Mon, 06 Nov 2023 16:43:00 -0600 Louis Columbus en-US text/html
Living Learning Communities

The Collat School of Business Learning Community is for students who plan to or are interested in a business major. This community is for those interested in joining a community of students, faculty, and staff who are passionate about all areas of business. On-campus residents will work together to explore different business practices and engage in problem-solving and extracurricular activities that provide real-world context and experience. Programming within the Academic Learning Community is a partnership between the Office of Student Housing and Residence Life and the UAB Collat School of Business.

As a part of this community, students will be exposed to and be able to participate in various professional and recreational development activities that will assist in self-assessment, exploration of academic majors, career exploration, and networking. Students in the Business Learning Community will also be able to build strong connections while taking similar courses, forming study groups, and learning from upper-level peer mentors.


  • Learn, lead, collaborate, and serve as you prepare to become future business and community leaders.
  • Build a community of peers interested in and taking courses in similar topics.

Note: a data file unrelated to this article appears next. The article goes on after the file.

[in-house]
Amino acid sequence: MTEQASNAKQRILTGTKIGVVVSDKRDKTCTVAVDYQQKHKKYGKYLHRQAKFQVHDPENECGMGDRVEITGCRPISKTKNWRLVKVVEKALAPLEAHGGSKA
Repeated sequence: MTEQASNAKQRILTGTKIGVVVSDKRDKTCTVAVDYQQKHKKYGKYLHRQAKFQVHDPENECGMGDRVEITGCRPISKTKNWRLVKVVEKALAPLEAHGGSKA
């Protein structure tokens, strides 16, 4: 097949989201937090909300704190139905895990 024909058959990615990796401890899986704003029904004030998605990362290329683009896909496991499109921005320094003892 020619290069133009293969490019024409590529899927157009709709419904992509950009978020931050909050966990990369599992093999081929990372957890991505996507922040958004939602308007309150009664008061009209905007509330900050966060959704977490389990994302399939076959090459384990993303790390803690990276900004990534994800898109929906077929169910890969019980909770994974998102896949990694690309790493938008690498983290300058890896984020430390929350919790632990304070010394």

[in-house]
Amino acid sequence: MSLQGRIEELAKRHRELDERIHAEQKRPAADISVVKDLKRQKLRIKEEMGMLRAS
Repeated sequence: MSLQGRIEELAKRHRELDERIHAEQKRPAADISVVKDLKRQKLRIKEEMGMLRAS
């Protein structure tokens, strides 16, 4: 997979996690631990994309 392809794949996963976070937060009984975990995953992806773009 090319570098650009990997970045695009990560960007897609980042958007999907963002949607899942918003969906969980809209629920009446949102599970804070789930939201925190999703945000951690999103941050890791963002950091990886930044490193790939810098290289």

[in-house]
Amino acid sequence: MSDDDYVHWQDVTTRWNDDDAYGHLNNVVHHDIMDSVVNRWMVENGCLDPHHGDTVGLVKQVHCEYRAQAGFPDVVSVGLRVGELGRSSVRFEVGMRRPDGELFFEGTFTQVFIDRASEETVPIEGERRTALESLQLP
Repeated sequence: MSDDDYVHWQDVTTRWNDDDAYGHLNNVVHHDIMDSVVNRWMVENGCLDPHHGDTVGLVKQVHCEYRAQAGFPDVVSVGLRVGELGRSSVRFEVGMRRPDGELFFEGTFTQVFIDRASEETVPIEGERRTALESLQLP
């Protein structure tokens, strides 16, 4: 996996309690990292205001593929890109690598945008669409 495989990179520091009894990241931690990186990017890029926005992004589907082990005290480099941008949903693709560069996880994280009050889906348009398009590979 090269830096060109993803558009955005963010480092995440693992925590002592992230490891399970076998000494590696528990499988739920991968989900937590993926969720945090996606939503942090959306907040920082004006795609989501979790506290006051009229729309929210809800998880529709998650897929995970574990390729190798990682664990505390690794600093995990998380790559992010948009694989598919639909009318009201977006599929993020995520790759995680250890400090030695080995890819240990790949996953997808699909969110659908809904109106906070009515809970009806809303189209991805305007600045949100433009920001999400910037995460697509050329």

• Network with other students and faculty in similar fields.
  • Participate in programs designed to help students discover and strengthen their business-related knowledge and skills.


  • Must be an on-campus resident interested in or intending to major in Business.
Sun, 29 Oct 2023 14:06:00 -0500 en-US text/html
Microsoft: BlueNoroff hackers plan new crypto-theft attacks

North Korean hackers

Microsoft warns that the BlueNoroff North Korean hacking group is setting up new attack infrastructure for upcoming social engineering campaigns on LinkedIn.

This financially motivated threat group (tracked by Redmond as Sapphire Sleet) also has a documented history of cryptocurrency theft attacks targeting employees within cryptocurrency companies.

After picking their targets following initial contact on LinkedIn, the BlueNoroff hackers backdoor their systems by deploying malware hidden in malicious documents pushed via private messages on various social networks.

"The threat actor that Microsoft tracks as Sapphire Sleet, known for cryptocurrency theft via social engineering, has in the past few weeks created new websites masquerading as skills assessment portals, marking a shift in the persistent actor's tactics," according to Microsoft Threat Intelligence security experts.